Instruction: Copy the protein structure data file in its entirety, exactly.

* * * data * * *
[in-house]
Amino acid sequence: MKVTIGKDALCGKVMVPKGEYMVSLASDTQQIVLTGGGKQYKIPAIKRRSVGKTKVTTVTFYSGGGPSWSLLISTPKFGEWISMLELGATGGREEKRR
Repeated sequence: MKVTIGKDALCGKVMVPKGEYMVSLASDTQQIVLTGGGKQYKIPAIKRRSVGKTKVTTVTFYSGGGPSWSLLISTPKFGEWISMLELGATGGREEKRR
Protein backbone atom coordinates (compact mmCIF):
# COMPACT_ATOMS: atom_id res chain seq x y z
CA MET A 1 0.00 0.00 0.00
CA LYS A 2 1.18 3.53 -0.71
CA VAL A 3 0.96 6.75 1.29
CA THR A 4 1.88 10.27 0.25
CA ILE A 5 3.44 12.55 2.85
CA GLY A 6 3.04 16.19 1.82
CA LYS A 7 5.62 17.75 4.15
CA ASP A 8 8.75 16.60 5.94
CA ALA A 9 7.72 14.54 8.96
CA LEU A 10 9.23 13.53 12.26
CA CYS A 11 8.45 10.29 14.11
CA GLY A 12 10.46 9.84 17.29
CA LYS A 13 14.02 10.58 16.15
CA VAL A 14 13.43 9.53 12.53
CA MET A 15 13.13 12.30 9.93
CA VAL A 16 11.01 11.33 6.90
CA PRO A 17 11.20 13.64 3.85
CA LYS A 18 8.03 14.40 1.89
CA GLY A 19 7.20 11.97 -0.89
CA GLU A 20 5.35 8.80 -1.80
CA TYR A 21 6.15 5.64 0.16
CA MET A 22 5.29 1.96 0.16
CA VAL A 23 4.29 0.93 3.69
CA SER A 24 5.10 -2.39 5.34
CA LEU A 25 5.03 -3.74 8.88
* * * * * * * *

[in-house]
Amino acid sequence: MKVTIGKDALCGKVMVPKGEYMVSLASDTQQIVLTGGGKQYKIPAIKRRSVGKTKVTTVTFYSGGGPSWSLLISTPKFGEWISMLELGATGGREEKRR
Repeated sequence: MKVTIGKDALCGKVMVPKGEYMVSLASDTQQIVLTGGGKQYKIPAIKRRSVGKTKVTTVTFYSGGGPSWSLLISTPKFGEWISMLELGATGGREEKRR
Protein backbone atom coordinates (compact mmCIF):
# COMPACT_ATOMS: atom_id res chain seq x y z
CA MET A 1 0.00 0.00 0.00
CA LYS A 2 1.18 3.53 -0.71
CA VAL A 3 0.96 6.75 1.29
CA THR A 4 1.88 10.27 0.25
CA ILE A 5 3.44 12.55 2.85
CA GLY A 6 3.04 16.19 1.82
CA LYS A 7 5.62 17.75 4.15
CA ASP A 8 8.75 16.60 5.94
CA ALA A 9 7.72 14.54 8.96
CA LEU A 10 9.23 13.53 12.26
CA CYS A 11 8.45 10.29 14.11
CA GLY A 12 10.46 9.84 17.29
CA LYS A 13 14.02 10.58 16.15
CA VAL A 14 13.43 9.53 12.53
CA MET A 15 13.13 12.30 9.93
CA VAL A 16 11.01 11.33 6.90
CA PRO A 17 11.20 13.64 3.85
CA LYS A 18 8.03 14.40 1.89
CA GLY A 19 7.20 11.97 -0.89
CA GLU A 20 5.35 8.80 -1.80
CA TYR A 21 6.15 5.64 0.16
CA MET A 22 5.29 1.96 0.16
CA VAL A 23 4.29 0.93 3.69
CA SER A 24 5.10 -2.39 5.34
CA LEU A 25 5.03 -3.74 8.88